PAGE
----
How to Finalize Your Adoption in Maine
The Final Steps Before Your Adoption is Officially Complete
You’re almost there. You’ve made the decision to adopt a child in Maine. You went through all the paperwork, the in-home visits from your social worker and the interviews. You completed an adoptive family profile, and you received the second-best phone call of your life about a birth mother choosing your family.
Then you got the best phone call of your life — the baby is almost here; it’s time to travel. Your baby was placed in your arms, and you stepped into the wonderful, challenging, fulfilling journey of parenthood.
Now that you’ve been through all of this, what comes next? After your baby has been placed in your care, there are still a few necessary legal steps to finalize your adoption.
To get more information about what to expect from your finalization hearing, reach out to an adoption specialist today.
What does it take to finalize your adoption in Maine? Here are the big steps.
Complete Your Post-Placement Visits
Maine requires several post-placement visits with a home study social worker before any adoption can be finalized. You can usually expect between 2–5 visits over the course of six months after you and your child are home. In coordination with your adoption agency, the social worker will review the physical and emotional adjustment and development of the child, as well as the capacity of the adoptive parents to assume their new roles and provide for the needs of the child.
Just like the pre-placement home study, this is done to make sure every child is placed in a good situation. It’s understandable to feel like this part of the process is invasive, but it’s a good and necessary protection to have in place for children. And your adoption specialist with American Adoptions will be there along the way to help you.
Ensure Full Compliance with ICPC and Other Maine Requirements
The Interstate Compact on the Placement of Children (ICPC) establishes procedures for ensuring the safety and stability of placements of children across state lines. If you are adopting a child who was born in a different state than yours, you will need to follow these guidelines in order to legally finalize your adoption.
You will feel the effects of ICPC most notably immediately following placement while you wait for documentation to be completed between both states involved. This normally means you will have to wait at least 1-2 weeks in the state of your child’s birth before returning home after the necessary paperwork has been verified by your adoption professional and the states.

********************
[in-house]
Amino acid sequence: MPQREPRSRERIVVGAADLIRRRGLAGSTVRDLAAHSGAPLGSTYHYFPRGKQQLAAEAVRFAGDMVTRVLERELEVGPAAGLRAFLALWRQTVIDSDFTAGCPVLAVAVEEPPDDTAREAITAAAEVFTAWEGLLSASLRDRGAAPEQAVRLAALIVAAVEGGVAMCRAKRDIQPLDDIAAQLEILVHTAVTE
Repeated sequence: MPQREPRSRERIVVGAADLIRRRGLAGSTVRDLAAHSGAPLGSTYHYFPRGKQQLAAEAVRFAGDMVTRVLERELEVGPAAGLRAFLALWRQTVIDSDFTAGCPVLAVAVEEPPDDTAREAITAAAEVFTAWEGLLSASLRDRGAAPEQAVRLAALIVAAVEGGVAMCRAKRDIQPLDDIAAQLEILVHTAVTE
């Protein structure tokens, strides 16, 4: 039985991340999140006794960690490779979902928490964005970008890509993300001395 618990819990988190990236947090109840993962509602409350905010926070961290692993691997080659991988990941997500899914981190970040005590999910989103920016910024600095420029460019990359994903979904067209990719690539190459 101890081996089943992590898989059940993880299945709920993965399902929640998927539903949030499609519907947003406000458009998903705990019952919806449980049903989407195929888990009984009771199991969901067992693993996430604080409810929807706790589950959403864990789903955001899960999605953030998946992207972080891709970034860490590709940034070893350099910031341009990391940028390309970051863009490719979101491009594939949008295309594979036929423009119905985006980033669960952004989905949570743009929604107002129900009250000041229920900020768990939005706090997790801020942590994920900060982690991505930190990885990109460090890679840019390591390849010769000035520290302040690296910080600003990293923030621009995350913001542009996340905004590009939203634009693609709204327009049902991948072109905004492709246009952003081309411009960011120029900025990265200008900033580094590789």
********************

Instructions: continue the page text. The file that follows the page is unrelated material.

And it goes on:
Additionally, you need to be sure that you have followed Maine’s specific adoption laws and requirements along the way. Your adoption professional is here to help with this.
Your Maine Adoption Finalization Hearing
A court hearing date will be set for your adoption finalization after you have completed your post-placement home visits with your social worker. During this hearing, a judge will ensure that the adoption process has proceeded lawfully up to this point, and he/she may also ask you several questions about your desire to adopt and readiness to be parents. According to Maine’s adoption law, all of this is done to ensure “the best interests of the adoptee are served by the adoption.”
Once the judge is satisfied that this is true of your adoption, he will issue a final decree of adoption and you will be declared legally, officially, finally a family. Congratulations — this is truly an amazing moment after a long journey. Many adoptive families will turn their finalization hearing into a celebration by inviting friends and family, or even a photographer.
After Adoption Finalization in Maine is Complete
In one sense, this is the last step at the end of a long process. You should take time to celebrate that, because you’ve worked really hard to get here. But on the other hand, this is only the beginning. Adoption is a lifelong endeavor, and you’re just getting started.
There are a few more logistical things you can take care of after your adoption is finalized, like requesting an amended birth certificate and new social security card for your child. Your adoption specialist will be available to you even after finalization to help with things like this.
Then there are even bigger things you can turn to — like raising your child and helping them thrive. They will have unique questions and struggles as a child who was adopted. You can help them build a positive self-identity and embrace their adoption story from a young age, taking every opportunity to remind them that they are special and loved.
You will also have the opportunity for continued communication with your child’s birth mother, depending on what type of adoption communication plan was agreed on. American Adoptions’ staff can facilitate this ongoing interaction if you need additional help.
Your adoption process is sure to have twists and turns that no one else experiences, but this is a basic overview of what to expect during the final steps of the process in Maine. If you have more questions about the adoption process with our agency, you can call 1-800-ADOPTION to speak with an adoption specialist or click here to request free information.
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